IITM Study: Increasing heat-waves in the Indian Ocean alters the monsoon rains

IAS Prelims 2023


Mumbai, 02nd February 2022

Marine heatwaves are increasing in the Indian Ocean and that is having an impact on the Indian monsoon rainfall, reports a study led by Roxy Mathew Koll of the Indian Institute of Tropical Meteorology (IITM), Pune.

In the study published in the journal JGR Oceans, the researchers report a significant increase in marine heatwaves, aided by rapid warming in the Indian Ocean and strong El Niños. They find that these marine heatwaves impact the monsoon by reducing the rainfall over the central Indian subcontinent while enhancing it over the southern peninsula.

What are marine heatwaves?

Marine heatwaves are periods of extremely high temperatures in the ocean (above the 90th percentile). These events cause habitat destruction due to coral bleaching, seagrass destruction, and loss of kelp forests, affecting the fisheries sector adversely. An underwater survey showed that 85% of the corals in Gulf of Mannar near the Tamil Nadu coast got bleached after the marine heatwave in May 2020. Though recent studies have reported their occurrence and impacts in the global oceans, they are least understood in the tropical Indian Ocean.

Marine heatwaves lead to coral bleaching, seagrass destruction, and loss of kelp forests, affecting the fisheries sector adversely. Image Credits: Chasing Coral, Netflix.

Example of a marine heatwave in the Bay of Bengal during April–May 2020. Marine heatwaves are periods of extremely high temperatures in the ocean (above the 90th percentile of sea surface temperatures). 85% of the corals in Gulf of Mannar near the Tamil Nadu coast got bleached after the marine heatwave in May.

 

Increase in marine heatwaves in the Indian Ocean, in response to rapid ocean warming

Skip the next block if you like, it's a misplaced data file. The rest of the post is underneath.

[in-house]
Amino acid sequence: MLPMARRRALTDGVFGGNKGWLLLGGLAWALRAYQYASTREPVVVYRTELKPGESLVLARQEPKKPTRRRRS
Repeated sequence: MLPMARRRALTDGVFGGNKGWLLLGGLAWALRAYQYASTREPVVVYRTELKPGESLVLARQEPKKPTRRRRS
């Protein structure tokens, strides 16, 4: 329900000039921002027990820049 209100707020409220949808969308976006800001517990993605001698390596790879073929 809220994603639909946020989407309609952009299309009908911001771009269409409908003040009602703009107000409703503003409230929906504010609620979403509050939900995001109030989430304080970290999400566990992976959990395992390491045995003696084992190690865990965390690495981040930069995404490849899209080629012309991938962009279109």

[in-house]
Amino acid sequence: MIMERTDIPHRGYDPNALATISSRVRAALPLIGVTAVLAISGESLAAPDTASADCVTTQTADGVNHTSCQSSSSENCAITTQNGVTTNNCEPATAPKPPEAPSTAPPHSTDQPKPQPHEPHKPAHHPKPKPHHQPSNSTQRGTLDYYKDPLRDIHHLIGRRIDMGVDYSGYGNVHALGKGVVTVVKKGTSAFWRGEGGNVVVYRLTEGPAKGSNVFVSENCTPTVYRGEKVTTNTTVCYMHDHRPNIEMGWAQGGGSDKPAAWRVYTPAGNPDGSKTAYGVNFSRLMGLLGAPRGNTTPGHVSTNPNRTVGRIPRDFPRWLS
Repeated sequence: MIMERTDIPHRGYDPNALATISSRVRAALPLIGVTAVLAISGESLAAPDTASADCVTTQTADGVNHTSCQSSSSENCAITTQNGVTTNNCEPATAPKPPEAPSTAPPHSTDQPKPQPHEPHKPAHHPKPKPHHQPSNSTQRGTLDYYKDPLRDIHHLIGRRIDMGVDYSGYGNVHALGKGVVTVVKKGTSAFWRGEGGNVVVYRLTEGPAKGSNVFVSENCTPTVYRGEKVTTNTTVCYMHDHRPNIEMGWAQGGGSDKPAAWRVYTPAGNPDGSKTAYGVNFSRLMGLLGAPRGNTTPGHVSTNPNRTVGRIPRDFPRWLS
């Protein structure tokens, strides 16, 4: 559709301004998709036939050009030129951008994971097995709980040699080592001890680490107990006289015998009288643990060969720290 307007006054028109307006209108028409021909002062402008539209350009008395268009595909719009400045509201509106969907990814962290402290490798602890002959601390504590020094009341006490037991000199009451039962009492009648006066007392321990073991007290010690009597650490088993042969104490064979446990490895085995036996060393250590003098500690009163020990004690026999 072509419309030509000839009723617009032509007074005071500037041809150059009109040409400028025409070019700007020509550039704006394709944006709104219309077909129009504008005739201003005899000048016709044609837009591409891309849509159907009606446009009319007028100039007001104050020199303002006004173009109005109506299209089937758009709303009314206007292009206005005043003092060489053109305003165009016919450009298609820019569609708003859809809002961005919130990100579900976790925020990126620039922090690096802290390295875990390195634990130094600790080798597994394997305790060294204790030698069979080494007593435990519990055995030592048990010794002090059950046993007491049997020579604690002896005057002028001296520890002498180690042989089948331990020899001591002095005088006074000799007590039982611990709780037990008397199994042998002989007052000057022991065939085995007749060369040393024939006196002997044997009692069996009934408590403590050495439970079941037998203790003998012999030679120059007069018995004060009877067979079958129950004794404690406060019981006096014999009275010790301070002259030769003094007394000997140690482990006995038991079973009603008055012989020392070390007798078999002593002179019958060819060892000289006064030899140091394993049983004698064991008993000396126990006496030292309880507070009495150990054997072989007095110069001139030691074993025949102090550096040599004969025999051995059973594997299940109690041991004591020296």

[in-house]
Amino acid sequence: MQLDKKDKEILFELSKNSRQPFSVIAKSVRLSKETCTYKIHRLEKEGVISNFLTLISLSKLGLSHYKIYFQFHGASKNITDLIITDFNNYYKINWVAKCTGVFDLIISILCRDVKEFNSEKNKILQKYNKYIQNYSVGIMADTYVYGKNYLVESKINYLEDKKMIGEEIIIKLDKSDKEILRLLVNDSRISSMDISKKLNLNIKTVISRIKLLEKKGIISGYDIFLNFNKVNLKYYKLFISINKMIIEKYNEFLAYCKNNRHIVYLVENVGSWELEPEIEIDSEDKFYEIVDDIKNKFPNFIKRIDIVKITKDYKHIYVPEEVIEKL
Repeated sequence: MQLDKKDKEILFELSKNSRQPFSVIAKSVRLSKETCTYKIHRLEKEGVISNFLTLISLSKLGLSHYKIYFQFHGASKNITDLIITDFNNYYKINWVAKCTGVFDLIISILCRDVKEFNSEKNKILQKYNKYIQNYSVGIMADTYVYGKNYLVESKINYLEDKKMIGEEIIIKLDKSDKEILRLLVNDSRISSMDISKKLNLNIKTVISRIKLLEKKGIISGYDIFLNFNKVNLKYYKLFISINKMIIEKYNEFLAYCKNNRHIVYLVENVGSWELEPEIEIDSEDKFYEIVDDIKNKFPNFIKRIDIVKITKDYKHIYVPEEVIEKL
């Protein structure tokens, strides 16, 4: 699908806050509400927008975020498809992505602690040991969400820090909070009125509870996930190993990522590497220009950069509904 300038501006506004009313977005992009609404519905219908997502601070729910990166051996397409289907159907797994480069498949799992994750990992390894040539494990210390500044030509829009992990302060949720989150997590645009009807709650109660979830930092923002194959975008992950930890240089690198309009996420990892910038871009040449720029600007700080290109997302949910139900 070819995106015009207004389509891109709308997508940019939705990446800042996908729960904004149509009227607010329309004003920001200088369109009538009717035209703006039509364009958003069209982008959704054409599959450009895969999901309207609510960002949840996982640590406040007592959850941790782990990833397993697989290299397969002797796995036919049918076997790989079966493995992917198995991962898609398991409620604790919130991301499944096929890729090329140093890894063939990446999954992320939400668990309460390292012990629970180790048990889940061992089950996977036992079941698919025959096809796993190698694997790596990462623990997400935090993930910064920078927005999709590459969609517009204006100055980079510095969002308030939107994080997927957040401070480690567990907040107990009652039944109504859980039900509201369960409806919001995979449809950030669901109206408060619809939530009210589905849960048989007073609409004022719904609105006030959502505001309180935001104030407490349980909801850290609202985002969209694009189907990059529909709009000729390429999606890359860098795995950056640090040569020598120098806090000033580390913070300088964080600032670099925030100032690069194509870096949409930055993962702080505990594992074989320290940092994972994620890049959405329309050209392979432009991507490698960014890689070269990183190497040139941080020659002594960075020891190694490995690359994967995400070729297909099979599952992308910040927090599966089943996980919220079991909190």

These heatwaves used to be rare in the tropical Indian Ocean, but now they have become an annual affair. The western Indian Ocean region experienced the largest increase in marine heatwaves at a rate of about 1.5 events per decade, followed by the north Bay of Bengal at a rate of 0.5 events per decade. During 1982–2018, the western Indian Ocean had a total of 66 events while the Bay of Bengal had 94 events.

 

During 1982–2018, the western Indian Ocean region experienced the largest increase in marine heatwaves at a rate of 1.2–1.5 events per decade, followed by the north Bay of Bengal at a rate of 0.4–0.5 events per decade.

Impact on the monsoon

The marine heatwaves in the western Indian Ocean and the Bay of Bengal are found to result in drying conditions over the central Indian subcontinent. At the same time, there is a significant increase in the rainfall over south peninsular India in response to the heatwaves in the north Bay of Bengal. These changes are in response to the modulation of the monsoon winds by the heatwaves. This is the first time that a study has demonstrated a close link between marine heatwaves and atmospheric circulation and rainfall.

The marine heatwaves in the western Indian Ocean and the Bay of Bengal are found to result in drying conditions over the central Indian subcontinent. At the same time, there is a significant increase in the rainfall over south peninsular India in response to the heatwaves in the north Bay of Bengal. The legend next to the thermometer indicates the climatic factors responsible for the marine heatwaves— ocean warming, El Niño, Indian Ocean Dipole (IOD), and North Atlantic Oscillation (NAO).

Future challenge

“Climate model projections suggest further warming of the Indian Ocean in the future, which will very likely intensify the marine heatwaves and their impact on the monsoon rainfall.” said Koll. “Since the frequency, intensity, and area covered by the marine heatwaves are increasing, we need to enhance our ocean observational arrays to monitor these events accurately, and update our weather models to skillfully predict the challenges presented by a warming world” he said.

Koll conducted the research in collaboration with other scientists—Saranya J.S. (Kerala Agriculture University), Panini Dasgupta (IITM), and Ajay Anand (Cochin University of Science and Technology).

Reference: Saranya, J. S., Roxy, M. K., Dasgupta, P., & Anand, A. (2022). Genesis and trends in marine heatwaves over the tropical Indian Ocean and their interaction with the Indian summer monsoon. Journal of Geophysical Research: Oceans, 127, e2021JC017427.

Link to the study:

https://agupubs.onlinelibrary.wiley.com/doi/abs/10.1029/2021JC017427

For additional details, please contact: roxy@tropmet.res.in

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